by Rob Williams on October 22, 2007 in Intel Motherboards
We took a look at the Blitz Formula and Extreme boards from ASUS just over two months ago, and now we have the X38 version of those boards on the bench today. In addition to featuring a Northbridge waterblock, it also has “extreme” overclocking ability and a great bundle.
Chances are, when you first take a look at the Maximus, the first thing your eyes will be drawn to is the elaborate heatsink, which is comprised of both copper and aluminum, though the latter is primarily above the PWM area.
I appreciate the abundance of fan connectors, which include three towards the bottom and three on the top half. The side S-ATA ports wil also be welcomed by those who want to keep their case as tidy as possible.
There is only one design-related feature that I found tedious to work around. The left portion of the waterblock is tight… I had trouble installing tubing there and successfully securing the clip to the left barb. Better spacing between the waterblock and the rest of the heatsink would have been appreciated.
The slot layout may seem a little odd, but it works. There are two PCI, two PCI-E 16x and three PCI-E 1x (though the absolute top one designed for the included sound card is not pictured). If you have two large GPUs installed,. the slots directly below each PCI-E 16x slot might be blocked.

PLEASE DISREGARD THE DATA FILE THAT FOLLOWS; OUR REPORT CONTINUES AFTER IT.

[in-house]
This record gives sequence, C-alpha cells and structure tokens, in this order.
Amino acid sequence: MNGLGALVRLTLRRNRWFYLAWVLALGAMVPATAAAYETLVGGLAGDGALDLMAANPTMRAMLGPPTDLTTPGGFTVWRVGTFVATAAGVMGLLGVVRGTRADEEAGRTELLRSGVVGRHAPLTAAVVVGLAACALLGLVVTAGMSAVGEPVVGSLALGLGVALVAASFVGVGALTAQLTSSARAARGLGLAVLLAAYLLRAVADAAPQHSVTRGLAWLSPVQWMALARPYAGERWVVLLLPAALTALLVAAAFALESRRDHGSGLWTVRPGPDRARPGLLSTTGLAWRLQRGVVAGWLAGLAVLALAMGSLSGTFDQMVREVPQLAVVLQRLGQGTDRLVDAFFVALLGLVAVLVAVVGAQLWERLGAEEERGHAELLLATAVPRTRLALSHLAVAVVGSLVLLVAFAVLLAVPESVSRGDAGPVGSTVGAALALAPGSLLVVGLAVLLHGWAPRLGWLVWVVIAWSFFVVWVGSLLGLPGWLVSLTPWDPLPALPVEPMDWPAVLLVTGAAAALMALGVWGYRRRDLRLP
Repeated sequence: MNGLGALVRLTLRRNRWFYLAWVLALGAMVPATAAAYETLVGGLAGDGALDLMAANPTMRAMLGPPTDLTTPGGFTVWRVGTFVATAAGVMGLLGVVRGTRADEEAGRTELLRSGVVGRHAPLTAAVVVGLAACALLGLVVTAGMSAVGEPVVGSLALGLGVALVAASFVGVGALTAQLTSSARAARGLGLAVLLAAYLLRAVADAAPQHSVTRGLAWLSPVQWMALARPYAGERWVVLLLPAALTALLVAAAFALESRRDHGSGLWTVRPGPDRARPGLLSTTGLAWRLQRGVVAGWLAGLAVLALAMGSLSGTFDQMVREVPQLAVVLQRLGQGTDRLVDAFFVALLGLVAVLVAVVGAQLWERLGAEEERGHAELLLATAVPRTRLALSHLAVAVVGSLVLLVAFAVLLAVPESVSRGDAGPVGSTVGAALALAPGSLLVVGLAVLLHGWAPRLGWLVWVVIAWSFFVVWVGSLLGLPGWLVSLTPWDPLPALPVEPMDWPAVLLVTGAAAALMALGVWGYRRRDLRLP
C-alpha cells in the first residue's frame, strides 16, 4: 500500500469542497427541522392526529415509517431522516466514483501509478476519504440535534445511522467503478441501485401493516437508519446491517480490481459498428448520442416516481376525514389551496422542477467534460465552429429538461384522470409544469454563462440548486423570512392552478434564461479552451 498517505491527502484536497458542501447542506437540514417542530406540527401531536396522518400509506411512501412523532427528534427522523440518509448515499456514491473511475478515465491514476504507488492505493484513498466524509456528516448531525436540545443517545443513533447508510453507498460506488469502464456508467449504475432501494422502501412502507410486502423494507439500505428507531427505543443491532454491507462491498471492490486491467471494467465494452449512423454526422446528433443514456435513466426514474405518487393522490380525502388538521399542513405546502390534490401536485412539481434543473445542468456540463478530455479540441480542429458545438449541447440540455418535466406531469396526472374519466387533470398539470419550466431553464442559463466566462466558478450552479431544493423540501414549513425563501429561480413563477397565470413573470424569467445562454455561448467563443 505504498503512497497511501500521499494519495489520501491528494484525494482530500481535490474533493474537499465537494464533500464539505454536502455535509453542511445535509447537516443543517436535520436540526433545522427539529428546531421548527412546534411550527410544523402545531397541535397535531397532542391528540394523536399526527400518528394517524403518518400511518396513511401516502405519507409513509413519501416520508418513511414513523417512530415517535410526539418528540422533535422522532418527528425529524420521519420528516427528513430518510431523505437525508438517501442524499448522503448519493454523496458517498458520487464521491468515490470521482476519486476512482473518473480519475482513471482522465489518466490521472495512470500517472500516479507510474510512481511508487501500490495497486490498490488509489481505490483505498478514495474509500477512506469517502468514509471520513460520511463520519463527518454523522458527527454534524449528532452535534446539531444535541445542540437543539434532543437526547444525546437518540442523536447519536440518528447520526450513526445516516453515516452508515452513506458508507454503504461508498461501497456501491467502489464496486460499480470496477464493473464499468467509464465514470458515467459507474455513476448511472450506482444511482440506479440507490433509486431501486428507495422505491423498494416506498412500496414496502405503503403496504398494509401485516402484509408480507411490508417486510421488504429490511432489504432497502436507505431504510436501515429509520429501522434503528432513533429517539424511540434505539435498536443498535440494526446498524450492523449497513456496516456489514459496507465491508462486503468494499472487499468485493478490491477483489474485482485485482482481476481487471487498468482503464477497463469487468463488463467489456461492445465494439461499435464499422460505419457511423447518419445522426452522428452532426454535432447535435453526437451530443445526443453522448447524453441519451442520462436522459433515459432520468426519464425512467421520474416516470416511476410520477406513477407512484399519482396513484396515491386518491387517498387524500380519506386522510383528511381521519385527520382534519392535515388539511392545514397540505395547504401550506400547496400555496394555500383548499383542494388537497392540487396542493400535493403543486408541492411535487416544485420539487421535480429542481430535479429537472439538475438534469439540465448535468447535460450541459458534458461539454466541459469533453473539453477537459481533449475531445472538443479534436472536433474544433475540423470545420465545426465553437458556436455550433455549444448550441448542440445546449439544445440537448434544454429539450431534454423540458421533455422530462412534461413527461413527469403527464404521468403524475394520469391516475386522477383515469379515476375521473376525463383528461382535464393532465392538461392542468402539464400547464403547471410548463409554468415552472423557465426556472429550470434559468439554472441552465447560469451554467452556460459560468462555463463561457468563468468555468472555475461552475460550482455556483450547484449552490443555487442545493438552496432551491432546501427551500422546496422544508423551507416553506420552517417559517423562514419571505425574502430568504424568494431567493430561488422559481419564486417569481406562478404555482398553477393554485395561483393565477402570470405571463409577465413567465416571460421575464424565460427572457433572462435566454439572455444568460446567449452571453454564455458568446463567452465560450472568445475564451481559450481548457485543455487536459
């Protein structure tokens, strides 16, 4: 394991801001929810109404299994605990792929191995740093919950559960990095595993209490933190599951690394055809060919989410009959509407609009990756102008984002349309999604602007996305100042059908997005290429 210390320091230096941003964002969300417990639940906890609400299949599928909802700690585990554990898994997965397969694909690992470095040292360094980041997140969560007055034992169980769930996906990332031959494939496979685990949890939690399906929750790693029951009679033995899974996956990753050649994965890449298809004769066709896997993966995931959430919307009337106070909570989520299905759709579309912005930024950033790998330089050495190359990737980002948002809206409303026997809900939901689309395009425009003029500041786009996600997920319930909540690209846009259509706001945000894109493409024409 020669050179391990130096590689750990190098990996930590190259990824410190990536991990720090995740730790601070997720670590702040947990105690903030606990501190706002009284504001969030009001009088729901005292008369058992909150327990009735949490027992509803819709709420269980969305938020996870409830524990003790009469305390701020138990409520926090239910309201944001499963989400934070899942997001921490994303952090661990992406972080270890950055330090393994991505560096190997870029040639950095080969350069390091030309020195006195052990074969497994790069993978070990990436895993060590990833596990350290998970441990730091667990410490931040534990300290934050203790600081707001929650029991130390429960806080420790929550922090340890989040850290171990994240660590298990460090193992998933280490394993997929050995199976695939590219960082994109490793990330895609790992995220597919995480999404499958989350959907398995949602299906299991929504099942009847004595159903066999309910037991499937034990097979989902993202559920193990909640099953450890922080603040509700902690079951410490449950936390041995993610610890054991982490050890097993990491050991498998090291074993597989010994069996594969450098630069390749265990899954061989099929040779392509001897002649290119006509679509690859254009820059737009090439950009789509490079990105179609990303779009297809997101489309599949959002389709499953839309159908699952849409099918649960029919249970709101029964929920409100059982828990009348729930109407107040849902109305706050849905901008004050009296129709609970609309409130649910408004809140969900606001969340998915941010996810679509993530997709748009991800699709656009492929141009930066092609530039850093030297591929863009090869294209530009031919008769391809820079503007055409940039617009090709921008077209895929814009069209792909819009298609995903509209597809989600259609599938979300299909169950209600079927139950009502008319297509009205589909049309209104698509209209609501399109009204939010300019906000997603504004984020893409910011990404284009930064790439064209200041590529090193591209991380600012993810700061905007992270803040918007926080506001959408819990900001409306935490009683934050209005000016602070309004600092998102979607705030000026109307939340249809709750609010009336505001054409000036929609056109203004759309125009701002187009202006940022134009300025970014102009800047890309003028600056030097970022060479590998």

Moving rightward, we can see the Southbridge and its simple heatsink and also the USB connectors, onboard power/reset switches and the side-mounted SATA ports. Two fan connectors are located here as well.
The Fusion waterblock is a rather simple affair, but it’s more than capable of keeping the Northbridge cool. The barbs are 3/8″ sized, but if you are using a 1/2″ setup, converters are included.
The Formula is a DDR2 board, while the Extreme is a DDR3 board, although the release of that model hasn’t been announced yet. There’s another fan connector to the right of the DIMM slots, which comes in handy for those RAM coolers, such as Corsairs Dominator Airflow.
Here is a better view of the entire heatsink setup. It’s one of the most elaborate I’ve seen on any motherboard, which is a good thing. Even without water, the boards heatsink will help keep temperatures at reasonable levels. The entire heatsink is copper based, with the aluminum portion being located right atop it.
Lastly, the back panel includes six USB ports, SPDIF optical, firewire, Clear CMOS (does as you’d expect) and also a PS/2 Keyboard port. Not pictured is the separate sound card that ASUS includes with their Blitz and Maximus boards, which will use the top PCI-E 1x port.
Before we report on performance, we will first go through the BIOS and see what the Maximus is capable of. As we find out… it’s more capable than most will ever need it to be.